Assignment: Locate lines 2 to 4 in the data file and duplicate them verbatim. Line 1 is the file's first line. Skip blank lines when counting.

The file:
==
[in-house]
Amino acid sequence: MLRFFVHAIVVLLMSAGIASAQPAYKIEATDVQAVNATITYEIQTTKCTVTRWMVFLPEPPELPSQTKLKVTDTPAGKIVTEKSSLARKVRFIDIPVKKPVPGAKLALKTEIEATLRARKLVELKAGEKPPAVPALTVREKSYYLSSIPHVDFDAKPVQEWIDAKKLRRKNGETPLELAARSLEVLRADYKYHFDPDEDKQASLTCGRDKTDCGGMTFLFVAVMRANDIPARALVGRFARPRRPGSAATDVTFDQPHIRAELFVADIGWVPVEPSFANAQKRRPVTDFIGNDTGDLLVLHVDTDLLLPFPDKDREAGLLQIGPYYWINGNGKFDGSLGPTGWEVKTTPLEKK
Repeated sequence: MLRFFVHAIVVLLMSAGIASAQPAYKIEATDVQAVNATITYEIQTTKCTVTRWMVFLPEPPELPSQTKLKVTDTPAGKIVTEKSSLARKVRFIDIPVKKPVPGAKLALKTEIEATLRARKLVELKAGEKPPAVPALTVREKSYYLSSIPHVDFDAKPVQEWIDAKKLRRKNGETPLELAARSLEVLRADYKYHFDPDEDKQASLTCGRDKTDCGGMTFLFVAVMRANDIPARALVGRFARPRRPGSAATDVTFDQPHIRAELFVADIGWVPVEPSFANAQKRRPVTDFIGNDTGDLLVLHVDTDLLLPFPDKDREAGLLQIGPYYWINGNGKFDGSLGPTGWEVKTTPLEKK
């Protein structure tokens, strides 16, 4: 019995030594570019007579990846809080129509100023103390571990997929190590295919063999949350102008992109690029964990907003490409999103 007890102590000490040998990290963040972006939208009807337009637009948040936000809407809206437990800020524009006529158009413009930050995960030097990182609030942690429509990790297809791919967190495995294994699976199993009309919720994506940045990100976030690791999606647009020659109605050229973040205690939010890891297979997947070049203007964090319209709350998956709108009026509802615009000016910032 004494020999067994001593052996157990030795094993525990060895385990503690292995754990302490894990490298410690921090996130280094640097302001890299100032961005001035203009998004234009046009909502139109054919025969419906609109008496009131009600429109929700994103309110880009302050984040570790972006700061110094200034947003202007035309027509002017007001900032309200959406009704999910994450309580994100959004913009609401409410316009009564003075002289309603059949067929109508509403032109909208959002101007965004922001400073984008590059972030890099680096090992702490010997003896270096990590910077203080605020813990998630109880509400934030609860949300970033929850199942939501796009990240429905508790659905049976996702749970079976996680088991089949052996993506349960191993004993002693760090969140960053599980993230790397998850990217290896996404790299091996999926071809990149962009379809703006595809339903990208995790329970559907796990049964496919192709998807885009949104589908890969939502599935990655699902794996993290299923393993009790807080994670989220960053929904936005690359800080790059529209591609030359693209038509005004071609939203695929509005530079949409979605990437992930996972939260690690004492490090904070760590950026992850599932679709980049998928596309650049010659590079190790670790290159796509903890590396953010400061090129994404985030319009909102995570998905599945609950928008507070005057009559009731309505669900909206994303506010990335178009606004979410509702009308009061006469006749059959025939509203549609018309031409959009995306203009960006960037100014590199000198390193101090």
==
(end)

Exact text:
Amino acid sequence: MLRFFVHAIVVLLMSAGIASAQPAYKIEATDVQAVNATITYEIQTTKCTVTRWMVFLPEPPELPSQTKLKVTDTPAGKIVTEKSSLARKVRFIDIPVKKPVPGAKLALKTEIEATLRARKLVELKAGEKPPAVPALTVREKSYYLSSIPHVDFDAKPVQEWIDAKKLRRKNGETPLELAARSLEVLRADYKYHFDPDEDKQASLTCGRDKTDCGGMTFLFVAVMRANDIPARALVGRFARPRRPGSAATDVTFDQPHIRAELFVADIGWVPVEPSFANAQKRRPVTDFIGNDTGDLLVLHVDTDLLLPFPDKDREAGLLQIGPYYWINGNGKFDGSLGPTGWEVKTTPLEKK
Repeated sequence: MLRFFVHAIVVLLMSAGIASAQPAYKIEATDVQAVNATITYEIQTTKCTVTRWMVFLPEPPELPSQTKLKVTDTPAGKIVTEKSSLARKVRFIDIPVKKPVPGAKLALKTEIEATLRARKLVELKAGEKPPAVPALTVREKSYYLSSIPHVDFDAKPVQEWIDAKKLRRKNGETPLELAARSLEVLRADYKYHFDPDEDKQASLTCGRDKTDCGGMTFLFVAVMRANDIPARALVGRFARPRRPGSAATDVTFDQPHIRAELFVADIGWVPVEPSFANAQKRRPVTDFIGNDTGDLLVLHVDTDLLLPFPDKDREAGLLQIGPYYWINGNGKFDGSLGPTGWEVKTTPLEKK
């Protein structure tokens, strides 16, 4: 019995030594570019007579990846809080129509100023103390571990997929190590295919063999949350102008992109690029964990907003490409999103 007890102590000490040998990290963040972006939208009807337009637009948040936000809407809206437990800020524009006529158009413009930050995960030097990182609030942690429509990790297809791919967190495995294994699976199993009309919720994506940045990100976030690791999606647009020659109605050229973040205690939010890891297979997947070049203007964090319209709350998956709108009026509802615009000016910032 004494020999067994001593052996157990030795094993525990060895385990503690292995754990302490894990490298410690921090996130280094640097302001890299100032961005001035203009998004234009046009909502139109054919025969419906609109008496009131009600429109929700994103309110880009302050984040570790972006700061110094200034947003202007035309027509002017007001900032309200959406009704999910994450309580994100959004913009609401409410316009009564003075002289309603059949067929109508509403032109909208959002101007965004922001400073984008590059972030890099680096090992702490010997003896270096990590910077203080605020813990998630109880509400934030609860949300970033929850199942939501796009990240429905508790659905049976996702749970079976996680088991089949052996993506349960191993004993002693760090969140960053599980993230790397998850990217290896996404790299091996999926071809990149962009379809703006595809339903990208995790329970559907796990049964496919192709998807885009949104589908890969939502599935990655699902794996993290299923393993009790807080994670989220960053929904936005690359800080790059529209591609030359693209038509005004071609939203695929509005530079949409979605990437992930996972939260690690004492490090904070760590950026992850599932679709980049998928596309650049010659590079190790670790290159796509903890590396953010400061090129994404985030319009909102995570998905599945609950928008507070005057009559009731309505669900909206994303506010990335178009606004979410509702009308009061006469006749059959025939509203549609018309031409959009995306203009960006960037100014590199000198390193101090």